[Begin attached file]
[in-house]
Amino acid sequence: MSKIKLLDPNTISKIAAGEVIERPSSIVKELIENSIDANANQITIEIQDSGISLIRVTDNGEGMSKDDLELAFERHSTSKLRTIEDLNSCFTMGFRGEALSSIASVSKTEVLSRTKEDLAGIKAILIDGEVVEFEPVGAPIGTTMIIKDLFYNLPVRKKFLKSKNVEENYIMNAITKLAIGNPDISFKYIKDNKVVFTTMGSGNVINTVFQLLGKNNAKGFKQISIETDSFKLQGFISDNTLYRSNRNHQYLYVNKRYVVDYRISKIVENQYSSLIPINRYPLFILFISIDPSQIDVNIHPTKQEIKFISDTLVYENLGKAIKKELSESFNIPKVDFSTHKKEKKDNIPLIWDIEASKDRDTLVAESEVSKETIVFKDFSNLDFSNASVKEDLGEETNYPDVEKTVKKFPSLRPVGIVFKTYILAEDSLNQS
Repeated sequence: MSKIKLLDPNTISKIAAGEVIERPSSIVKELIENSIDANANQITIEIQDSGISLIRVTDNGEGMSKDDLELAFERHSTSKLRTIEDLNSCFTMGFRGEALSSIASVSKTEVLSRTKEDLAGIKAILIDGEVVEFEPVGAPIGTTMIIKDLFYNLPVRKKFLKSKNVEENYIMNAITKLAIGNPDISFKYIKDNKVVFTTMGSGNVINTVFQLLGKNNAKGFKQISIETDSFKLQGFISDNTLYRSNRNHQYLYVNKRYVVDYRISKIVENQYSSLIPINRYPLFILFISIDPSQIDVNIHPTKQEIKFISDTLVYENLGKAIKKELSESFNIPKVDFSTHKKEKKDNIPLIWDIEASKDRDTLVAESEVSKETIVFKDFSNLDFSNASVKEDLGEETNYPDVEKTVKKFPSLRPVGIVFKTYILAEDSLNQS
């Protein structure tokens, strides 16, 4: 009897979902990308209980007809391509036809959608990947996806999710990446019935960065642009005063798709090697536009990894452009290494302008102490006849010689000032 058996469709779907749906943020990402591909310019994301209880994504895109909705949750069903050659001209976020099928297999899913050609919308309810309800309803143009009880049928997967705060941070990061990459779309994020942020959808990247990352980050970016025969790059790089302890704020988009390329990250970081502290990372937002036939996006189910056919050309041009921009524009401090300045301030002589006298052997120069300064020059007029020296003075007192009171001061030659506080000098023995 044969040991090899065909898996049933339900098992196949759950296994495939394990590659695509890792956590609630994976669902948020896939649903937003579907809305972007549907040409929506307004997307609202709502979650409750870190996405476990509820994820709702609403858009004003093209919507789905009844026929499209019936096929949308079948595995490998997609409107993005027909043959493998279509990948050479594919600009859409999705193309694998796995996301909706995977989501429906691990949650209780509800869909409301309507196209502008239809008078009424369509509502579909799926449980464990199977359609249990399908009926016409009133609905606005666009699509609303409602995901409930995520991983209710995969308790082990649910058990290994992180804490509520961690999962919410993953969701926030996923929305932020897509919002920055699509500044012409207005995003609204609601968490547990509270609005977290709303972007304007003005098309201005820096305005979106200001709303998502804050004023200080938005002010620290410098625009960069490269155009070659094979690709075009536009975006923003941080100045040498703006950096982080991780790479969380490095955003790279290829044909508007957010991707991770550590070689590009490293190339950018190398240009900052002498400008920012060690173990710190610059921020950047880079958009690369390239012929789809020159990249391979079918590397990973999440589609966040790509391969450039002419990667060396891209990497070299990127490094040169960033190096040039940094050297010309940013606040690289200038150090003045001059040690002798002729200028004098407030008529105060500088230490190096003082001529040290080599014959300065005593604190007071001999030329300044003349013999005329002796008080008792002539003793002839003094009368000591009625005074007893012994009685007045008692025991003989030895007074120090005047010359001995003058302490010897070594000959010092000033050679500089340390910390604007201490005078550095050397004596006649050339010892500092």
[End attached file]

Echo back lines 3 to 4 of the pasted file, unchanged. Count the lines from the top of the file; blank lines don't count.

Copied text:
Repeated sequence: MSKIKLLDPNTISKIAAGEVIERPSSIVKELIENSIDANANQITIEIQDSGISLIRVTDNGEGMSKDDLELAFERHSTSKLRTIEDLNSCFTMGFRGEALSSIASVSKTEVLSRTKEDLAGIKAILIDGEVVEFEPVGAPIGTTMIIKDLFYNLPVRKKFLKSKNVEENYIMNAITKLAIGNPDISFKYIKDNKVVFTTMGSGNVINTVFQLLGKNNAKGFKQISIETDSFKLQGFISDNTLYRSNRNHQYLYVNKRYVVDYRISKIVENQYSSLIPINRYPLFILFISIDPSQIDVNIHPTKQEIKFISDTLVYENLGKAIKKELSESFNIPKVDFSTHKKEKKDNIPLIWDIEASKDRDTLVAESEVSKETIVFKDFSNLDFSNASVKEDLGEETNYPDVEKTVKKFPSLRPVGIVFKTYILAEDSLNQS
């Protein structure tokens, strides 16, 4: 009897979902990308209980007809391509036809959608990947996806999710990446019935960065642009005063798709090697536009990894452009290494302008102490006849010689000032 058996469709779907749906943020990402591909310019994301209880994504895109909705949750069903050659001209976020099928297999899913050609919308309810309800309803143009009880049928997967705060941070990061990459779309994020942020959808990247990352980050970016025969790059790089302890704020988009390329990250970081502290990372937002036939996006189910056919050309041009921009524009401090300045301030002589006298052997120069300064020059007029020296003075007192009171001061030659506080000098023995 044969040991090899065909898996049933339900098992196949759950296994495939394990590659695509890792956590609630994976669902948020896939649903937003579907809305972007549907040409929506307004997307609202709502979650409750870190996405476990509820994820709702609403858009004003093209919507789905009844026929499209019936096929949308079948595995490998997609409107993005027909043959493998279509990948050479594919600009859409999705193309694998796995996301909706995977989501429906691990949650209780509800869909409301309507196209502008239809008078009424369509509502579909799926449980464990199977359609249990399908009926016409009133609905606005666009699509609303409602995901409930995520991983209710995969308790082990649910058990290994992180804490509520961690999962919410993953969701926030996923929305932020897509919002920055699509500044012409207005995003609204609601968490547990509270609005977290709303972007304007003005098309201005820096305005979106200001709303998502804050004023200080938005002010620290410098625009960069490269155009070659094979690709075009536009975006923003941080100045040498703006950096982080991780790479969380490095955003790279290829044909508007957010991707991770550590070689590009490293190339950018190398240009900052002498400008920012060690173990710190610059921020950047880079958009690369390239012929789809020159990249391979079918590397990973999440589609966040790509391969450039002419990667060396891209990497070299990127490094040169960033190096040039940094050297010309940013606040690289200038150090003045001059040690002798002729200028004098407030008529105060500088230490190096003082001529040290080599014959300065005593604190007071001999030329300044003349013999005329002796008080008792002539003793002839003094009368000591009625005074007893012994009685007045008692025991003989030895007074120090005047010359001995003058302490010897070594000959010092000033050679500089340390910390604007201490005078550095050397004596006649050339010892500092």